There is a reservoir of good will out there, ready to hear about the good you do. And every day, your volunteers and staff talk with many people who will want to help bring the “good” you deliver to more people. Your organization’s job is to forge links through staff, board, and volunteer networks so you can grow the circle of friends and supporters. When you take time to apply creative approaches to communication through networks, you engage and energize people for your mission. It takes commitment and work. But it will put your organization in a stronger position when the economy inevitably begins to grow.

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The Power of “Thank You”

Do you stop to think how you thank? Thinking about thanking is time well spent. Talking it over with staff and your development committee helps get ideas on the table. Attending a session on “donor acknowledgment” at the next nonprofit conference you attend is time well spent. Learn what others are doing. Apply thanking techniques that feel right, that fit right for you and staff and volunteers who get the relationship part of fundraising.
Here are a few things to pause and reflect:
Thank all your donors.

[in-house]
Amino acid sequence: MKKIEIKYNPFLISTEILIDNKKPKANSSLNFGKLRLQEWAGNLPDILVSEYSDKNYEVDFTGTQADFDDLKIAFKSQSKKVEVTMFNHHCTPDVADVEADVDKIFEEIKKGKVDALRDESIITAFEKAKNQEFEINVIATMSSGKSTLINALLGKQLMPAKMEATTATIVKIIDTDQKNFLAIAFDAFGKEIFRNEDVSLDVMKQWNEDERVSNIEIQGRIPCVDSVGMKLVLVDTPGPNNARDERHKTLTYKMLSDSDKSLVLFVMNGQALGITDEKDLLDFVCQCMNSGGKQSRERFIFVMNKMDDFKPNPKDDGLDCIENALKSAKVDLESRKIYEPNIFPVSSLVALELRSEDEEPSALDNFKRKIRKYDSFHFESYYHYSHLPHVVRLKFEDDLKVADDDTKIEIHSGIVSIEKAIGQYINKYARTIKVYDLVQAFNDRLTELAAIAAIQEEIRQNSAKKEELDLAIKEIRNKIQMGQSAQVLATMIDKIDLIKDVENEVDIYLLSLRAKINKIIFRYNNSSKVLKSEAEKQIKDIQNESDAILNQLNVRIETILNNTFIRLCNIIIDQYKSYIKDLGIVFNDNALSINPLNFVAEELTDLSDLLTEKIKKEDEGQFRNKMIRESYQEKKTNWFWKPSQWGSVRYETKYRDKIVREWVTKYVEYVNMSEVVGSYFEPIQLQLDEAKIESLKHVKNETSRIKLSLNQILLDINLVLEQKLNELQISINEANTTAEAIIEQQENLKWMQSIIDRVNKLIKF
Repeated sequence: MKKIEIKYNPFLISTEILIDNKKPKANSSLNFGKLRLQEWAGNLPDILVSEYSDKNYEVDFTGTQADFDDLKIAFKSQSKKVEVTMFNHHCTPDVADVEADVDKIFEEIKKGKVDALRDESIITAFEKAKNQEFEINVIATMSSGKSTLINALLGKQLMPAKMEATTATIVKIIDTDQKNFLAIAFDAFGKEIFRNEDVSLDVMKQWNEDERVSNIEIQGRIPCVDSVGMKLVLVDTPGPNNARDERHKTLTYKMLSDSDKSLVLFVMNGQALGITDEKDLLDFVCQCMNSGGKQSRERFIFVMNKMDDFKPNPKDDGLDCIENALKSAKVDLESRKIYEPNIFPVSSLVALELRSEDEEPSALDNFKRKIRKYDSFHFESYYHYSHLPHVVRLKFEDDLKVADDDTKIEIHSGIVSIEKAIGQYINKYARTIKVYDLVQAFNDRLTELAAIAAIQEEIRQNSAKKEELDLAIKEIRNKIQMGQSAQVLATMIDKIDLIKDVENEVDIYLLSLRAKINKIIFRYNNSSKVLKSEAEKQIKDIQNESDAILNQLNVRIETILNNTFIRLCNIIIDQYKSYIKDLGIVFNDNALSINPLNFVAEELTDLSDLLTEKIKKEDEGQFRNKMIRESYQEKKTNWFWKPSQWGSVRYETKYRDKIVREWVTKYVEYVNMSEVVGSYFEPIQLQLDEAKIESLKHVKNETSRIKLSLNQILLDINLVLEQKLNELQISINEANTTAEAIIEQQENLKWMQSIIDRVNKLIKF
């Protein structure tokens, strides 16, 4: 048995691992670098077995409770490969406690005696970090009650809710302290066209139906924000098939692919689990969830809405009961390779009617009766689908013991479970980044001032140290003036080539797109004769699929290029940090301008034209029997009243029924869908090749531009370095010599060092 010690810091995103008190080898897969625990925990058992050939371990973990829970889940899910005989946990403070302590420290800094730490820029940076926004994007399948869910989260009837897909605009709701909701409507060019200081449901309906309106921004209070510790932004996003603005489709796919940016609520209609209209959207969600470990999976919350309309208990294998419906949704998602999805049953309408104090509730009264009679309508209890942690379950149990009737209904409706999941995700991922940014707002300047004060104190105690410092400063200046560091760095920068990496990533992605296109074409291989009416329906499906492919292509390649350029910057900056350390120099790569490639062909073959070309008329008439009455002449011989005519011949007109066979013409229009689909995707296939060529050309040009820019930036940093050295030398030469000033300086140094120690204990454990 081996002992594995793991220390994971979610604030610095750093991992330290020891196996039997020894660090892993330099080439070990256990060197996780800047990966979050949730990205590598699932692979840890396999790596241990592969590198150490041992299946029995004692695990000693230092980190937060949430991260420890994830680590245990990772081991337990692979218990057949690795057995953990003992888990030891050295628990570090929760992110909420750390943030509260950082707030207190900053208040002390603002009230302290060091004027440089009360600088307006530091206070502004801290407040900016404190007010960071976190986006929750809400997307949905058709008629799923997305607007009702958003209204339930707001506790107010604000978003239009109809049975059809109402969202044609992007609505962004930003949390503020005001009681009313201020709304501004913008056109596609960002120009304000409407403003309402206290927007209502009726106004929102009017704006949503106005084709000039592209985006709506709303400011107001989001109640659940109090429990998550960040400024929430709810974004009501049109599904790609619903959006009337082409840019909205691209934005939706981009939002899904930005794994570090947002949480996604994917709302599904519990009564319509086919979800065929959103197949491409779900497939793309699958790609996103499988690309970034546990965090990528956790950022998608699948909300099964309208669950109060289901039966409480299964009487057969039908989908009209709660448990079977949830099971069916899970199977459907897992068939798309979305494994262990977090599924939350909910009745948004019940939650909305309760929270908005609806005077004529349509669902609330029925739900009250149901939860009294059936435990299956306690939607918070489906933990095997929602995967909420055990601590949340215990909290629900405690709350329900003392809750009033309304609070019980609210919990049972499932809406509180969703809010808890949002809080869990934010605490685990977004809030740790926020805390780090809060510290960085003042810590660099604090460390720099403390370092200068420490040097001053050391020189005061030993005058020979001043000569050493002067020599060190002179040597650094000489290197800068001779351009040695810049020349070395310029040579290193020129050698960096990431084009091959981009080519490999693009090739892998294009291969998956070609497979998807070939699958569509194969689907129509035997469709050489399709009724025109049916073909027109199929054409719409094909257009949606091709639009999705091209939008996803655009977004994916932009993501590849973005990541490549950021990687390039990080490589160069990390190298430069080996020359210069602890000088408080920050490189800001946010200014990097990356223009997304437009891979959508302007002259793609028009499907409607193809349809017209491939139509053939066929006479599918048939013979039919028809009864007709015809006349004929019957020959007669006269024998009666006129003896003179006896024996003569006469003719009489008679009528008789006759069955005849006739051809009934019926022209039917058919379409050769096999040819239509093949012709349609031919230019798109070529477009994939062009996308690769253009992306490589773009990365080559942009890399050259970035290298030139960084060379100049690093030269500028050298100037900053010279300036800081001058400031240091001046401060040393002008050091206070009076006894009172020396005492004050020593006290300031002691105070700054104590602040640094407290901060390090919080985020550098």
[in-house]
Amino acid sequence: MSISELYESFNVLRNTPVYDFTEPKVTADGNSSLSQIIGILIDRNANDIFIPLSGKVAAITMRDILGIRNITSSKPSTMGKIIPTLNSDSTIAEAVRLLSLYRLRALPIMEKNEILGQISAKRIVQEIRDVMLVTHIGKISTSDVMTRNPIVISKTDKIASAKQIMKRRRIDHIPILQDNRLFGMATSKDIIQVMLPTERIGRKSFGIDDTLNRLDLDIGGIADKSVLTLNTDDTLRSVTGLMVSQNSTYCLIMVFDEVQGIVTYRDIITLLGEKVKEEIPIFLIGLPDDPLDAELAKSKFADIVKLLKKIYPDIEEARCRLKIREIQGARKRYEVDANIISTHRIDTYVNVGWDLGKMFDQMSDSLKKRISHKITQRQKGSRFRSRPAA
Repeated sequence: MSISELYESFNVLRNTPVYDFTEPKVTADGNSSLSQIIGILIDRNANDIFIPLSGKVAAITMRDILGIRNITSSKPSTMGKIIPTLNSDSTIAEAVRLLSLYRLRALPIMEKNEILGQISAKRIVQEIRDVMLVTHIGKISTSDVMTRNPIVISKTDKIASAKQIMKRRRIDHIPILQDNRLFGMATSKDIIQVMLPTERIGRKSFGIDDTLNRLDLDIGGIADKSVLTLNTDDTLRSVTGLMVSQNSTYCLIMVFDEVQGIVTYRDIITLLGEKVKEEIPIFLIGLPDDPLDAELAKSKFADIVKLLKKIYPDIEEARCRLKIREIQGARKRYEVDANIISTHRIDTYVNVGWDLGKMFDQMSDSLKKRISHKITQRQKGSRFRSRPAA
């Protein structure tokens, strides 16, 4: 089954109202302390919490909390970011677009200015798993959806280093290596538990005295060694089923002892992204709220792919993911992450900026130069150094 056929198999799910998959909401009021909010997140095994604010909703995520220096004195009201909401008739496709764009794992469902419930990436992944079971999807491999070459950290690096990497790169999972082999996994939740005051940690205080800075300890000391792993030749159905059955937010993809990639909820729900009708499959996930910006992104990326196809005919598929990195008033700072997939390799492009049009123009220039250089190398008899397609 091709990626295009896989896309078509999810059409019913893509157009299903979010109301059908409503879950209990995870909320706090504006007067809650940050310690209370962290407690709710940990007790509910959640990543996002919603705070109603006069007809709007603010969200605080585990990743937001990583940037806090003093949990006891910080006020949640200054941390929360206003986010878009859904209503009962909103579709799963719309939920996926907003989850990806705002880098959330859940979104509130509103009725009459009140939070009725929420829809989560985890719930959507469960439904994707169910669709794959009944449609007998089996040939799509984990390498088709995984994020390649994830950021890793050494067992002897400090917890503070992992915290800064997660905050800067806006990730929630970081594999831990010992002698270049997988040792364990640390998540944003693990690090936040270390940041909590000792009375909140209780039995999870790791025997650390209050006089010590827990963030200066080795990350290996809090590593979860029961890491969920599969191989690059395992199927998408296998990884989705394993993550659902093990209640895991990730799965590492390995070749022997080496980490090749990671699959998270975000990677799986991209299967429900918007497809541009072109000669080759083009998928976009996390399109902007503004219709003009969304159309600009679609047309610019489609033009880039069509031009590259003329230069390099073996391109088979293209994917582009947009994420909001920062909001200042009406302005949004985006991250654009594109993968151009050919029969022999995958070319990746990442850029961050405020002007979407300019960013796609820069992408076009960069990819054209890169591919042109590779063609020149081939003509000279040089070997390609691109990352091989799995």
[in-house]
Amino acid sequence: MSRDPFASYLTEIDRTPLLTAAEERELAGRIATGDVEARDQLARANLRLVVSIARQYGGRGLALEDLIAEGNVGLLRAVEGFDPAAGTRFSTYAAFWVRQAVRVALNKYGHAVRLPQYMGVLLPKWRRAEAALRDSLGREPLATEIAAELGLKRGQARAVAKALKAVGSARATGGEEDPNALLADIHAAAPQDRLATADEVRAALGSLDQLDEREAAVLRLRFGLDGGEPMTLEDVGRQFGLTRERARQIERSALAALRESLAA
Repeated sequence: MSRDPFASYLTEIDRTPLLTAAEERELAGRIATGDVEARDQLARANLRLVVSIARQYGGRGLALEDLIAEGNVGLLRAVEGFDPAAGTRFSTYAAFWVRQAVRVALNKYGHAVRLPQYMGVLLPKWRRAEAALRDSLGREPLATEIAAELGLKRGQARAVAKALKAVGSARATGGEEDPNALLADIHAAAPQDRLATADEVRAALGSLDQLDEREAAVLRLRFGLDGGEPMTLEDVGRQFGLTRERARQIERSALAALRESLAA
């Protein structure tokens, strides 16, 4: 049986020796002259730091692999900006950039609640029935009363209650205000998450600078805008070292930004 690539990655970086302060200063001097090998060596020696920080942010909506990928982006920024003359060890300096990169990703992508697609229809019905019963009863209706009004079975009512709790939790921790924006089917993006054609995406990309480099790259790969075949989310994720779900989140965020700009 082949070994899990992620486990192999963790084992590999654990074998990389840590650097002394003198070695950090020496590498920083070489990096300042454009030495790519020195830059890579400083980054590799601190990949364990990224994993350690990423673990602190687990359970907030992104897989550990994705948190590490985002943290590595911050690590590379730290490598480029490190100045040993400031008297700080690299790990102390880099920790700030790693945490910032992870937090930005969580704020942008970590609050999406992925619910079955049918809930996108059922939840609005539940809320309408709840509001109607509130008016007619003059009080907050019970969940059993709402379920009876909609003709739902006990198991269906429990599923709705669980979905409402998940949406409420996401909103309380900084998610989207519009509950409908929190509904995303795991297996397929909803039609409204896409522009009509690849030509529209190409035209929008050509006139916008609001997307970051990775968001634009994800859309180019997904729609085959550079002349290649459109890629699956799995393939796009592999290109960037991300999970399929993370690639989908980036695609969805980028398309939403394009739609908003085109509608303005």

“Tier” your thank you: post card for small gifts, letter for gifts $25+. Set tiers that make sense for your nonprofit.
Acknowledge online gifts with email.
Use appropriate stationery to acknowledge memorial gifts.
Use special thank you for special gifts from special givers. Organize a board “thankathon” (see Kay Sprinkel Grace in High Impact Philanthropy) for special/major gifts.
The important thing is to let the donor know that s/he is appreciated. That it’s more than the money. Confirm the relationship by letting the person know you remember something about him/her; how the gift will help those you serve in some specific way. Help make a link happen. Cement the bond.
I remember when I worked with the American Lung Association in New Hampshire, board members agreed to thank major donors to the Christmas Seal campaign. They called donors. The first year we did it, some donors thought we were calling for more money. Board members were coached to let donors know, “no, we just want to let you know how much we appreciate your recent gift of ___ to help fight lung disease. We are interested, if you care to share, in what inspires you to give. It helps us to know.” Well. Our donors were pleasantly surprised to get the personal touch and usually had something to tell us.
In this way, the “thank you” helps confirm the relationship.